McSally turns a blind eye to the climate change that’s fueling our wildfires and threatening Arizona lives




An aircraft drops slurry on the Museum Fire near Flagstaff on July 21. Photo by Taylor McKinnon/@publiccarbon | Twitter

For any city, one natural disaster is a nightmare. Right now, Flagstaff is dealing with two at once. 

The Museum Fire, which is currently only 12% contained, continues to threaten homes, with thousands of people on alert for a possible evacuation order. At the same time, monsoon thunderstorms combined with newly burned areas have created ideal conditions for mudslides and flash flooding

As city workers and emergency personnel work to provide supplies and information, Sen. Martha McSally is bragging that her team is on the ground helping fill sandbags.

Given her refusal to acknowledge climate change, one of the primary factors behind this year’s devastating disasters, that’s nothing short of insulting. 

Fires have always been part of life among in Arizona’s brushlands and pine forests, but as the climate warms, they are becoming bigger, more intense and more frequent. Some parts of Arizona could see a 500% increase in the acres burned each year by 2050. And experts say that, in the face of climate change, saving even half of Arizona’s forests will be a herculean task.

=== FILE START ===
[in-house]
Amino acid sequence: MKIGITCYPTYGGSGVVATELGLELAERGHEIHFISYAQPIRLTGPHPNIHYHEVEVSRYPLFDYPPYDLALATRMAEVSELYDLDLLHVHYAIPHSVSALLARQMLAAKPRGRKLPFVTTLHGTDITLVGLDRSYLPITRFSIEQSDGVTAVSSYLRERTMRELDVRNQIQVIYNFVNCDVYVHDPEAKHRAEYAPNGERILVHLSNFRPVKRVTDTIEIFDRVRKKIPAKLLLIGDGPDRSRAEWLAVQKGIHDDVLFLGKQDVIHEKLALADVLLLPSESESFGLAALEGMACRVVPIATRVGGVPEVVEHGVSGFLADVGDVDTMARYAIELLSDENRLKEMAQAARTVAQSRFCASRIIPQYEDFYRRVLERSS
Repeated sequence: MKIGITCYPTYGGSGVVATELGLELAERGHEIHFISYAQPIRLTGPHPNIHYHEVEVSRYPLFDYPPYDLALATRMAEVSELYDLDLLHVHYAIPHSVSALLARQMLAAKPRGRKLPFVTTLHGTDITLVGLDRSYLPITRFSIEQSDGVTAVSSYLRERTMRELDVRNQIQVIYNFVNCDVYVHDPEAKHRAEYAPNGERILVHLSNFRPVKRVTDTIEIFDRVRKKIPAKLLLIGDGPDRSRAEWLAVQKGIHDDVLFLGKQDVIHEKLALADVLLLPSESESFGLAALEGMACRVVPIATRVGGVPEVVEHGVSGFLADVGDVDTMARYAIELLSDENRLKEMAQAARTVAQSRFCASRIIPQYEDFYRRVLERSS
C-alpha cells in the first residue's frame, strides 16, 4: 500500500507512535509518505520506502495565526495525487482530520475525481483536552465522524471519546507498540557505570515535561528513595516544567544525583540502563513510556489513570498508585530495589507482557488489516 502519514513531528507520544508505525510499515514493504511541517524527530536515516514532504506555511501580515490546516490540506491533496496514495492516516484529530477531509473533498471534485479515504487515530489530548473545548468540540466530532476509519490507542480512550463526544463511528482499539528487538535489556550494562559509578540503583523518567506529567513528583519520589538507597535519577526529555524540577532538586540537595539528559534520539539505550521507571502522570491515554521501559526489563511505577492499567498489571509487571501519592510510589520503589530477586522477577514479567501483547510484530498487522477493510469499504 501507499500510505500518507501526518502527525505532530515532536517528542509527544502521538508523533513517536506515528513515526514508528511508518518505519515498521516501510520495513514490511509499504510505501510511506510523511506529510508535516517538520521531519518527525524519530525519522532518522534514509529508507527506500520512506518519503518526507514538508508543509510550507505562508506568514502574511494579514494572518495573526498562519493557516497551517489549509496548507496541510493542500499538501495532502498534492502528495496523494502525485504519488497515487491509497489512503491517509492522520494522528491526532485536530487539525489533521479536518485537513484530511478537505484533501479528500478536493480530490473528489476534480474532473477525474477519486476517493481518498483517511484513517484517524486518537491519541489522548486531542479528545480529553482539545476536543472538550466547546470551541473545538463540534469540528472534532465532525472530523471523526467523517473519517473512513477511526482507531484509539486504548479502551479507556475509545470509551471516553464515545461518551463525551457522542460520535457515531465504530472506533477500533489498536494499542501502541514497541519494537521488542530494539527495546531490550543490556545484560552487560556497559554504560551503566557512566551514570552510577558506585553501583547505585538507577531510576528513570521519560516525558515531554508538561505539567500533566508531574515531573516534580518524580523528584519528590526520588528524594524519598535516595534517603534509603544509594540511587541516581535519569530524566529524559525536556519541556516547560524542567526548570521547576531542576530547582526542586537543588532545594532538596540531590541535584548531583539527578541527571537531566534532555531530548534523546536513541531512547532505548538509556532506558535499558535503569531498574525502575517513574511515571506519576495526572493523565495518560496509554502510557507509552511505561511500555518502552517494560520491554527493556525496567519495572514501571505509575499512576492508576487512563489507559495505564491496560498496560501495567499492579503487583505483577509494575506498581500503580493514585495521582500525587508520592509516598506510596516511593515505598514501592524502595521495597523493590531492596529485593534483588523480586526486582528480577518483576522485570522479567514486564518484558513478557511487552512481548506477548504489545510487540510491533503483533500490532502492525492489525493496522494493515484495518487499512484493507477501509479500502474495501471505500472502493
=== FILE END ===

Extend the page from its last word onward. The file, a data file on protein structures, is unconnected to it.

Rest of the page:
As wildfires burn bigger and hotter, the danger grows. A recent analysis by The Arizona Republic identified dozens of Arizona towns with high wildfire potential and limited evacuation routes. In places like Pine, Show Low, and Globe, quick-moving wildfires could trap residents in their homes or on roads as they attempt to escape, as happened in the deadly blaze in Paradise, Calif., in 2018. 

In Pine, for instance, a summer camp for girls houses hundreds of children in a narrow, forested canyon with only one road out. 

Climate change is also making Arizona’s monsoon thunderstorms more intense and more frequent, contributing to the chances of serious flooding or mudslides in the aftermath of a fire. 

And yet, even as the risks and the damages mount, one of Arizona’s U.S. senators refuses to acknowledge that we have a problem. 

Sen. Martha McSally denies the connection between fossil fuel emissions and global warming, saying only that there is  “likely” a human element to climate change. She’s refused to support keeping the U.S. in the Paris Accords and has voted repeatedly against allowing the federal government to consider climate change in making decisions and policy. 

She’s even voted against funding basic climate science research. 

McSally has accepted $489,505 in campaign donations from oil and gas companies over the course of her career, making it hard to avoid the conclusion that her positions are influenced by her desire to keep her donors happy. 

And that figure doesn’t even include the $154,000 she’s taken from mysterious billionaire Paul Singer, one of the primary bankrollers of the climate denial movement. 

Martha McSally has chosen to prioritize campaign cash over serious climate action and human lives. Arizona deserves better.

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